The international community has so far committed less than half of food and aid and money required for famine stricken Somalia, where aid groups say tens of thousands of people, mainly children, have died in the past months, and hundreds of thousands more are at risk.
UN Humanitarian Aid Chief Catherine Bragg told the Security Council earlier today, that the world body’s humanitarian partners were more than 560 million dollars short on funding to provide emergency assistance to the more than 2.8 million people.
Bragg says aid agencies still need 1.3 billion dollar to provide emergency assistance for the whole of the Horn of Africa. Earlier this week President Obama announced the US would be contributing an additional 105 million dollars to the crisis.
“Donors have committed more than a billion dollars to the response so far and continue to pledge more.We are very grateful, especially in these difficult economic times. But the magnitude of human suffering in Somalia today demands more.” Bragg told Council members. “Despite the difficulty of operating in one of the most conflict riven countries in the world, we cannot let people down,our response must be scaled up and the resources to support that effort must be provided.”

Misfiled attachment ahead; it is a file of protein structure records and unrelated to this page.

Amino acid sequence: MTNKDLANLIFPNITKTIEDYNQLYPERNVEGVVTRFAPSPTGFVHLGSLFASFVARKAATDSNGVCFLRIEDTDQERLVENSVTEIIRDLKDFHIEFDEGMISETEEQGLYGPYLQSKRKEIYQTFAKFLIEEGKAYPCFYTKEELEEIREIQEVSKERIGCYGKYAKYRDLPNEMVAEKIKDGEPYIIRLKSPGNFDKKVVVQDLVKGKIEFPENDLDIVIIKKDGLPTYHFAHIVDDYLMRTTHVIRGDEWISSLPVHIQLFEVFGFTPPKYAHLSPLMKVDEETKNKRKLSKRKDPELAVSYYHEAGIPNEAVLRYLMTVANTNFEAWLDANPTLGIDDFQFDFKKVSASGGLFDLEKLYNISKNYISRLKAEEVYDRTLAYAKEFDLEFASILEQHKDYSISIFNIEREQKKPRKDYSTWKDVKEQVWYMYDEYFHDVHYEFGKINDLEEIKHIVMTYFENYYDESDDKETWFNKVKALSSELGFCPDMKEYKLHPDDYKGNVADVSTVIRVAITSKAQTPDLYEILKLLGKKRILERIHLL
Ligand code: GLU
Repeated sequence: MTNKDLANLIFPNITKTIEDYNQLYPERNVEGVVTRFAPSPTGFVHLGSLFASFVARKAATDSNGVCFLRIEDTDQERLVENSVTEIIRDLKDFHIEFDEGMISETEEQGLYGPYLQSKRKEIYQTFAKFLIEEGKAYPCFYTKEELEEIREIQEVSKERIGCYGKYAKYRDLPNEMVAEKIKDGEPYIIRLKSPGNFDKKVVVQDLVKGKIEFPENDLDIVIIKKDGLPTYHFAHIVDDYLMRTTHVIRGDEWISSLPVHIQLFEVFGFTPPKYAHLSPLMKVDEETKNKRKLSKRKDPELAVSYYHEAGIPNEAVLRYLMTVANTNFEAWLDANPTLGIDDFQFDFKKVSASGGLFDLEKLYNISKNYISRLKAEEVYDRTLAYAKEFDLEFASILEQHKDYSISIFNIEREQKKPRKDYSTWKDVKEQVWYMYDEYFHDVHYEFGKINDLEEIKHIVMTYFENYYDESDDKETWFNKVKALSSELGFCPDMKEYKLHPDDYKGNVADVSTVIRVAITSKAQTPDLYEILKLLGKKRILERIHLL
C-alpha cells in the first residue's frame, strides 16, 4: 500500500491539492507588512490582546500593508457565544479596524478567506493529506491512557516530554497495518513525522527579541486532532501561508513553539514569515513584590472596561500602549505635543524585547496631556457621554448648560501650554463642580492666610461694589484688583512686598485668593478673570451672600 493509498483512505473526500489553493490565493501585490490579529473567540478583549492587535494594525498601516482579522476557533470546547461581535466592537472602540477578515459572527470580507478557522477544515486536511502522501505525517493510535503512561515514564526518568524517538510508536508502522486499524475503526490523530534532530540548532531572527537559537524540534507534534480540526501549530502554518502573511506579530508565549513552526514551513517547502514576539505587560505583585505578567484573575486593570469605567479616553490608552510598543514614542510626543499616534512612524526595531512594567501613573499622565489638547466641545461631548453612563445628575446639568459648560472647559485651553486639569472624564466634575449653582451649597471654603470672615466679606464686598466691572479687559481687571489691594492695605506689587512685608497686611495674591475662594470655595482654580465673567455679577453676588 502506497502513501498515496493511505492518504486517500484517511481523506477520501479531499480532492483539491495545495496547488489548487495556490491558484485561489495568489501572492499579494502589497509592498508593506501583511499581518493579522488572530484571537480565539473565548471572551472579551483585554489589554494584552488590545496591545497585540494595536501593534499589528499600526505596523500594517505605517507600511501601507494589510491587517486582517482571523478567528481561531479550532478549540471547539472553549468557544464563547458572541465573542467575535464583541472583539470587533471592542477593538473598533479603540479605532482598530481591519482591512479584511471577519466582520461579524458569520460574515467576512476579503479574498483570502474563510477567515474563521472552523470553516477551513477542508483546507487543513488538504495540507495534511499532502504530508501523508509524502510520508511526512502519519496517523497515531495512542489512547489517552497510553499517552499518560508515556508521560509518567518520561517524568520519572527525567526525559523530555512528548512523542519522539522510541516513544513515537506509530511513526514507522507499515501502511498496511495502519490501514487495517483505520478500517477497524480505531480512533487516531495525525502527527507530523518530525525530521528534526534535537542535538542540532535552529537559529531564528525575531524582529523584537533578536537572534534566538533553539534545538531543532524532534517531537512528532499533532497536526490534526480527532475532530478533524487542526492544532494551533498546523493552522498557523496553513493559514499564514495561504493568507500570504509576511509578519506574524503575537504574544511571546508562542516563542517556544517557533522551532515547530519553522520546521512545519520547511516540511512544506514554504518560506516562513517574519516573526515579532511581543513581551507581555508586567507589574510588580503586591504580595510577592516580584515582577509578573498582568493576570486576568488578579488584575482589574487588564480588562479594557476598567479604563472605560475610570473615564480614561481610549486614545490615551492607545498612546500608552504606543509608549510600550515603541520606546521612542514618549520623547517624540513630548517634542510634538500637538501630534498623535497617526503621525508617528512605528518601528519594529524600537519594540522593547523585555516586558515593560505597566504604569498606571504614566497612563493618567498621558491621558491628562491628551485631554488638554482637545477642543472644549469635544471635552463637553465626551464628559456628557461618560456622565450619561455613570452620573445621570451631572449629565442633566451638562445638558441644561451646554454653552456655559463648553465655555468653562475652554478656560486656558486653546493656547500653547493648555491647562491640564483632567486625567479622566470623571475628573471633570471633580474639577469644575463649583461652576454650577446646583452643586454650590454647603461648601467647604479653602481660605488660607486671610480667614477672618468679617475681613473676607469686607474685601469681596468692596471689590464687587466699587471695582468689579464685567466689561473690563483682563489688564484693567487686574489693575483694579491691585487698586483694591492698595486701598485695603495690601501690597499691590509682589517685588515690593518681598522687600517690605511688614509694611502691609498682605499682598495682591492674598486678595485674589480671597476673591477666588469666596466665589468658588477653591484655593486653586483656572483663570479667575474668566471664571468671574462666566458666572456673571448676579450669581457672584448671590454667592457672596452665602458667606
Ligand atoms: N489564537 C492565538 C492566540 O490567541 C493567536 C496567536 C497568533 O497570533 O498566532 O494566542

Speaking to reporters via teleconference, UN envoy to Somalia Augustine Mahiga said there had been a significant improvement in the security situation since Al Shabaab had withdrawn from Mogadishu last week, leaving the capital in control of Transitional Government Forces for the first time in years, but that the Islamic militant militia was still hindering aid delivery.
At the outset of the crisis Shabaab, who in the past has blocked humanitarian agencies from operating within the regions under its control, said it would grant humanitarian agencies access. The group has however refused to grant the WFP ( World Food Program) access to the region because of its close ties and majority funding from the US.
Mahiga says other group like the International Red Cross have been able to access these areas but do not have a sufficient food delivery capacity.
“It remains quite a challenge, when you have a group like Al Shabaab, that not only politicizes and attaches ideological attachments to humanitarian assistance but they still have security leverage to prevent humanitarian work.”